Subsurface Flow Dynamics

  • J. David Logan
Part of the Interdisciplinary Applied Mathematics book series (IAM, volume 15)

Abstract

Transport models in the preceding chapters focused on contaminant, or solute, transport. We derived basic conservation laws that governed how the solutes were advected and dispersed throughout the medium, and we imposed relations that governed the kinetics of adsorption of those solutes. The subject of contaminant transport is just one aspect of porous media flow, and the development of the theory of these processes is fairly recent in the overall history of the study of ground water processes, beginning roughly in the last third of the twentieth century. Long before contaminants were of interest, researchers were interested in how the groundwater itself behaved as it seeped through porous structures. Questions involving water levels in wells, springs, and reservoirs, seepage through earthen dams, and the effects of pumping water out of wells occupied the early investigators, even back in the mid-nineteenth century.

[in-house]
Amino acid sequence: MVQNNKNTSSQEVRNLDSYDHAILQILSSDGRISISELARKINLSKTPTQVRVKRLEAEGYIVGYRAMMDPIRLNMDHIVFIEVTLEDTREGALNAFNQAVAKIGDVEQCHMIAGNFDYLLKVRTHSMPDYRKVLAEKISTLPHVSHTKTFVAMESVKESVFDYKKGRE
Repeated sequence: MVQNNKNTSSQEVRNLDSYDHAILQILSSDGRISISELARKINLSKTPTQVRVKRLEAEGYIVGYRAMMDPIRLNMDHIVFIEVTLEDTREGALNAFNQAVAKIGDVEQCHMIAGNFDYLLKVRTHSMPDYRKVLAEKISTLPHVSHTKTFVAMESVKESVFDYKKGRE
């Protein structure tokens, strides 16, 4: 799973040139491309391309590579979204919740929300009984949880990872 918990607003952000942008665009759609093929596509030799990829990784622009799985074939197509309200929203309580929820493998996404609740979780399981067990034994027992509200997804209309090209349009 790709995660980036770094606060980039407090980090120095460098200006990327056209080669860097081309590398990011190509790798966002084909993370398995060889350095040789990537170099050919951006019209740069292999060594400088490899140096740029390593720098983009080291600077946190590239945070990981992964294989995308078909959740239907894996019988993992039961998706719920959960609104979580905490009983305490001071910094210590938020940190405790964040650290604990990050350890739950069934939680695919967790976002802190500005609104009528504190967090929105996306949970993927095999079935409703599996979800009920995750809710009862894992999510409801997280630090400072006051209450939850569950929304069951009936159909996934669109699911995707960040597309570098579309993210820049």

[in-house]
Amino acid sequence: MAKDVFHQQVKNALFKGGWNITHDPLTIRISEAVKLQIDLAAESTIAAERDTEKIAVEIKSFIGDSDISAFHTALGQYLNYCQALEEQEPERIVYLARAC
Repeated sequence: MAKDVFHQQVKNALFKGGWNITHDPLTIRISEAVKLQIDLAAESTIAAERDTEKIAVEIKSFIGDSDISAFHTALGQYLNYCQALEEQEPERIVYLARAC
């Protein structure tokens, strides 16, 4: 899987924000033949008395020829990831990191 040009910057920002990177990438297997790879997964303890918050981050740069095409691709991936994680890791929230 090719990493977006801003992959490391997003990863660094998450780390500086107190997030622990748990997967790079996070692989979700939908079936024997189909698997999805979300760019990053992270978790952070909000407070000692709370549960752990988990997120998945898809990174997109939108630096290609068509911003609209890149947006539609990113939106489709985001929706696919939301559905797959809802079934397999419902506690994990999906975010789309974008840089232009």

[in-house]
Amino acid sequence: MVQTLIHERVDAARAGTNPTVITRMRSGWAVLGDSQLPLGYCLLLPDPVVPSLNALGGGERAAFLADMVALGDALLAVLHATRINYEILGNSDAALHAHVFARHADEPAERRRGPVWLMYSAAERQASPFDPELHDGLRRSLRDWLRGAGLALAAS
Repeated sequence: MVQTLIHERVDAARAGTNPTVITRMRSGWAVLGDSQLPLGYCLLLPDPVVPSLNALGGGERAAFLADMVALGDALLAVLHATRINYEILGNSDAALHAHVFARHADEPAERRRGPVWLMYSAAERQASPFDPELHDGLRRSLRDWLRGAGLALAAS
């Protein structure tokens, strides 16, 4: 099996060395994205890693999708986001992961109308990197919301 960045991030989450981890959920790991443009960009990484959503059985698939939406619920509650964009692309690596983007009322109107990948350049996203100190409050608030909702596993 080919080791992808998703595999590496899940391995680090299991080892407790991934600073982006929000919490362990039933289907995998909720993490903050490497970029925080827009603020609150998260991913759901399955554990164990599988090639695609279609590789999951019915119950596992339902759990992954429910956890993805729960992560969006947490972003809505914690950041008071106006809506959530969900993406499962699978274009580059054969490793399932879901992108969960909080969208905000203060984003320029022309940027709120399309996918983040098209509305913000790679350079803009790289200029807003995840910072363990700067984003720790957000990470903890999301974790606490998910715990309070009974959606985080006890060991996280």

Keywords

Porous Medium Free Surface Hydraulic Conductivity Unsaturated Zone Darcy Velocity 
These keywords were added by machine and not by the authors. This process is experimental and the keywords may be updated as the learning algorithm improves.

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Copyright information

© Springer Science+Business Media New York 2001

Authors and Affiliations

  • J. David Logan
    • 1
  1. 1.Department of Mathematics and StatisticsUniversity of Nebraska-LincolnLincolnUSA

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